Looking at political events and developments in my country retrospectively, one sees that Ethiopians have never been to collectively share and enjoy the fruits of political events that have resulted from the people’s action, uprising and power. It is to be remembered that the people outright rejected the forceful imposition of power and rule by the undesired, uninvited military regime of Mengistu Hailemariam – yet he managed to rule my country with an iron hand for a long 17 years, with little or no effective, meaningful challenge from those being ruled. By using viciously crafted mechanisms of destruction to eliminate both intellectuals and the youth of Ethiopia – the future assets of the country – with the cooperation of our own families and relatives, the regime of the Dergue also managed to permanently divide and demoralize the people of Ethiopia, to the point of becoming unable either to rise up and challenge the Dergue itself, or to fight against external enemies such as the TPLF and EPLF. It is indeed depressing to painfully recall and admit that so many, perhaps millions, of Ethiopians were used by the cruel regime as tools to willingly expose their own friends, neighbours and colleagues, and hand them over to the killing machines of the Dergue. It was these actions of the Dergue regime that created permanent wounds and animosities among Ethiopians to the point that it seems difficult, if not impossible, to reconcile and cure. Perhaps because of this, we remain persistently reluctant to talk, write and debate about those painful histories and still fresh memories. Even worse and more painful, in addition to these unhealed wounds and unforgettable scars in our recent history, we also know so little about the sources and causes that contributed to the abrupt resignation of Prime Minster Aklilu Habte-Wold’s entire cabinet on the 26 or 27 (embarrassingly, no exact date of resignation is to be found anywhere) of February 1974. Although this became a fertile ground for the emergence of the people’s enemy, the Dergue, and the subsequent structural crisis within Ethiopian society, this has not been explored and written up. Except through verbal stories and jokes told in family get-togethers and around coffee tables, most, if not all, Ethiopians have had no factual account – for example, based on meeting reports or recorded videos showing when, at which date and time, or indeed the exact reasons that led to the resignation of the late Prime Minister Aklilu Habte-Wold’s cabinet. And who was or were precisely responsible for this resignation of then Prime Minister Aklilu Habte-Wold and his ministers? Many Ethiopians say it was the Dergue that forced the entire cabinet to resign. But surely there was no Dergue or military committee at that time of their resignation? There was not someone in Addis Ababa at that time by the name of Mengistu Hailemariam. I saw him with my own eyes in early March 1974, a simple army officer or an obscure major, together with another officer from the Dire Dewa anti-aircraft division, talking to my uncle and his wife at the Harar Military Hospital while we were visiting my uncle’s wife younger brother, a member of the Ethiopian Air Force who was stationed in Dire Dewa. The Provisional Military Administrative Council had not yet been founded. There was as yet nothing in the compound of the fourth army division which was, and perhaps is still, located in Meshwalekia, Addis Ababa. The political tensions and crises that existed from January to the very day of Aklilu Habte-Wold’s cabinet resignation were nothing compared to the persistent and quite explosive political challenges, combined with armed confrontations – often with deadly results – that have faced and tested the unelected leadership of the TPLF since its arrival in May 1991. In 1974, there were only three or four demonstrations. The last (and a major) one, probably held on 26 or 27 February, is said to have resulted in the culmination of Aklilu Habte-Wold’s cabinet by resignation: it was indeed supported by the various sections and divisions of the Ethiopian armed forces. Can such demonstrations alone be seen as the decisive source and cause of the resignation of Aklilu Habte-Wold’s cabinet? How then? How come measures were not taken by the Emperor himself, as well as by Aklilu’s cabinet, in an attempt to silence the uprising? And why did Emperor Haile Selassie return home from the OAU African Heads of States Summit held in Mogadishu in late June 1974, knowing that the political temperature was heating up so dangerously and irreversibly? Didn’t he have reasonably wise advisors at that time? Other Ethiopians argue that Aklilu Habte-Wold and his ministers were forced by Emperor Haile Selassie himself to give up their responsibilities. But how? Where are the documents, the written and recorded evidence? Does Ethiopia lack all historical records related to such resignations and the subsequent tragedies? What a huge embarrassment and deficiency for Ethiopia and its people! How is it possible that such extremely fascinating tragedies, such historically valuable and important events are not documented? How can they be so neglected, so that they are forgotten by entire generations, even that of my father? How in the world is it possible that the multiple, incalculable contributions to Ethiopia’s political development and political history, including the enormous achievements and respect my country gained from the international community through the hard, devoted work realized by those irreplaceable Ethiopian figures, can be so neglected and forgotten? Why is that? Where is the concern, the respect and the love Ethiopians generally have for the people and the history of Ethiopia, and towards those who played a crucial role in representing our country on the world political stage, who made history for our country? The story surrounding the tragic, untimely and sudden murder of ministers, together with their compatriot army generals and civil servants, by the power hungry and power intoxicated Dergue members under the leadership of the most inhumane, cruel, anti-social animal called Mengistu Hailemariam, has remained buried, in exactly the same way as the story of the resignation of Aklilu Habte-Wold’s cabinet. No books, no films or video recordings based on facts seem to have been produced. It is probably due to our resulting ignorance that most Ethiopians of my generation often feel uncomfortable, even embarrassed, to talk or engage in debates involving these two tragic events. Yes, since there are no written meeting reports or video records that might indicate why and how the members of the Dergue reached their extremely cruel conclusions and decided to murder their own compatriots, most of us know little or nothing about the precise facts behind the killing of those 60 Ethiopian citizens in just a few minutes on the 23rd of November 1974 - we only know that they never faced due process in a court of law for the crimes of which they were accused As time passes, later generations, including that of my daughter, will know even less. What is most remarkable of all is the lack of concern and the disinterest of Ethiopians in boldly confronting, exploring and writing about these painful events, the history of our own crises, which are also our own creations. Isn’t it tragic, even shameful, to realize that we Ethiopians still live without books, professionally produced films or video records of such important, fascinating but painful historical events? I would further be interested in understanding why the Ethiopian Diaspora, including the opposition political parties and the Diaspora media outlets and websites, are so reluctant to provide forums that would bring together individual Ethiopians who have information about those two important historical events, so that they can be widely discussed and more deeply explored? It is to be remembered that in recent times Chapters of Ethiopian political parties and the Ethiopian Diaspora in general have been engaged in exploring and explaining the origins of TPLF and its founding fathers, as well as the later historical developments. How is it then possible that the personalities and immense historical contributions of those 60 or more Dergue victims, the events themselves, the whys and hows of their resignations and murders, can be seen as irrelevant, or less important than the history of the TPLF and its founding figures? Why is that our interest and fascination are more profound with respect to the histories of our enemies than regarding the historical achievements, contributions and personalities of our own people? What kind of Ethiopianess is that?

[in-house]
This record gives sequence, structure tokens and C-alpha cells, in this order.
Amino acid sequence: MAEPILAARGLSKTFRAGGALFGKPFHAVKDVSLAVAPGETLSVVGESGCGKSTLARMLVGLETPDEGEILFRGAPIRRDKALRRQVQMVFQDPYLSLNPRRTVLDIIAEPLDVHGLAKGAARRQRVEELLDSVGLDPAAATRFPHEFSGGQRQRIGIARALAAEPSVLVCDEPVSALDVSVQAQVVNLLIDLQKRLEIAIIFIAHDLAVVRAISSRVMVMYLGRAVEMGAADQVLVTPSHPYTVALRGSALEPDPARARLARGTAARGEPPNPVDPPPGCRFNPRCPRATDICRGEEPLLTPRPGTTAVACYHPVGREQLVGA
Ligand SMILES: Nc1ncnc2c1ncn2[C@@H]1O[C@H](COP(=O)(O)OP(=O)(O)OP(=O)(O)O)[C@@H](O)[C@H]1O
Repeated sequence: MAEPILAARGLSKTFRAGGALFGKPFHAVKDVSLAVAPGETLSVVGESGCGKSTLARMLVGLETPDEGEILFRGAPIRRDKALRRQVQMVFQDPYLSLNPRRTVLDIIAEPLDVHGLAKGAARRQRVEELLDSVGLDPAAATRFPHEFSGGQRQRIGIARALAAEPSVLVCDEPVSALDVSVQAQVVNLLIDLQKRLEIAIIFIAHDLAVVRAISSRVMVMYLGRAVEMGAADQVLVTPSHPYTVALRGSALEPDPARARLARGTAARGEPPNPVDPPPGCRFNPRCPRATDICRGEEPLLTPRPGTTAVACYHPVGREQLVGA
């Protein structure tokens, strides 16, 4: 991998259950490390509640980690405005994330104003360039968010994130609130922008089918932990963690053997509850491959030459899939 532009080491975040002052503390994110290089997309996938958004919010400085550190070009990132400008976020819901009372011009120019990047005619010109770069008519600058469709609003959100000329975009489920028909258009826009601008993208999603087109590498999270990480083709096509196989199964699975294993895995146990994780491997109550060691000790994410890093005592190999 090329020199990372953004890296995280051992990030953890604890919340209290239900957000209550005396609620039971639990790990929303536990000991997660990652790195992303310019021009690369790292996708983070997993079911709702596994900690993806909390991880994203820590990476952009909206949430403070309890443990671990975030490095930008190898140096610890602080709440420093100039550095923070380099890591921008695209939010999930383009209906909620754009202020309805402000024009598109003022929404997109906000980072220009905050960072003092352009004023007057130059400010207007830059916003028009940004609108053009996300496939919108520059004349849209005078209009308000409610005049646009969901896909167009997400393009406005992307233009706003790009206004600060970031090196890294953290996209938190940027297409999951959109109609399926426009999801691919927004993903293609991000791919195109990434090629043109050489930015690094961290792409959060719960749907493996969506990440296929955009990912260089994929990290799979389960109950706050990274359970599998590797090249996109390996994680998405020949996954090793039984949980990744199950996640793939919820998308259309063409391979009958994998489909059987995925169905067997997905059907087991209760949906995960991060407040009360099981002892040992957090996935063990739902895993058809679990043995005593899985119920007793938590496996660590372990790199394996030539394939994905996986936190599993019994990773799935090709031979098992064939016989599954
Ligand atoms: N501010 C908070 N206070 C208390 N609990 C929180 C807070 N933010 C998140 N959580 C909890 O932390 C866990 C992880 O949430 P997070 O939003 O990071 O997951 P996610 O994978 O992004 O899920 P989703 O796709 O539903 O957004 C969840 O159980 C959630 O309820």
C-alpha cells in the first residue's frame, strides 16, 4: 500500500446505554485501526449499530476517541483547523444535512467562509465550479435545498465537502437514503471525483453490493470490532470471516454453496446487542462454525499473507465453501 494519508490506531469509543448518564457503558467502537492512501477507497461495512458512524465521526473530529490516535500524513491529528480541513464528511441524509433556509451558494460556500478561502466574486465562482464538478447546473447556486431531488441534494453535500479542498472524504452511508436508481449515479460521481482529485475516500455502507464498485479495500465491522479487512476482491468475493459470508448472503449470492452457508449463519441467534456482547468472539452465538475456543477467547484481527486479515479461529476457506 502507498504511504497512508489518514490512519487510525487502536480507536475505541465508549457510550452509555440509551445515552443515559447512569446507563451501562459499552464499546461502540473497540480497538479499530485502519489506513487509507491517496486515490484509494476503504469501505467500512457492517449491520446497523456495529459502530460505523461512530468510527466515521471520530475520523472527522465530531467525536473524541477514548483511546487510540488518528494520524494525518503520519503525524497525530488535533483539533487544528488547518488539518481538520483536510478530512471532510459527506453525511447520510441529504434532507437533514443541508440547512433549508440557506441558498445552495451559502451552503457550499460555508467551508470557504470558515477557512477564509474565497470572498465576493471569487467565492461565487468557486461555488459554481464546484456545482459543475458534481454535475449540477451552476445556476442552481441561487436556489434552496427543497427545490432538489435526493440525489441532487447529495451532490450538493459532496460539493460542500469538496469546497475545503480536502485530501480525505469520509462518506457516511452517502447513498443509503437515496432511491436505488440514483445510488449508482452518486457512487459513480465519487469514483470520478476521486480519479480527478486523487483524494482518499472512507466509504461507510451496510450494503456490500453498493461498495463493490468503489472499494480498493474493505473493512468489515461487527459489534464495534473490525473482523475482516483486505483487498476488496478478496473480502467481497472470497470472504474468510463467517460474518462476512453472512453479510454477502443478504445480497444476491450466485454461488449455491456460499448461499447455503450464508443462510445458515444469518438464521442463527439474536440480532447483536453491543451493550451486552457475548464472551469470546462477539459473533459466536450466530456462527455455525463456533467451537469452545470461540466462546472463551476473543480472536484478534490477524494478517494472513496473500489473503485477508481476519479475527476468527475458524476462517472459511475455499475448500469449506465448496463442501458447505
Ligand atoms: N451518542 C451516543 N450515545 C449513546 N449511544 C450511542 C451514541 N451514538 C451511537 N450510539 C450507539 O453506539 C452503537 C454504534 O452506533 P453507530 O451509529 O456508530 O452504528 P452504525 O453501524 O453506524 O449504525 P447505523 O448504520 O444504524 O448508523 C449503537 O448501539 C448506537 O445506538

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(Readers who wish to contact the author can reach him at
Dr. Maru Gubena, from Ethiopia, is a political economist, writer and publisher.)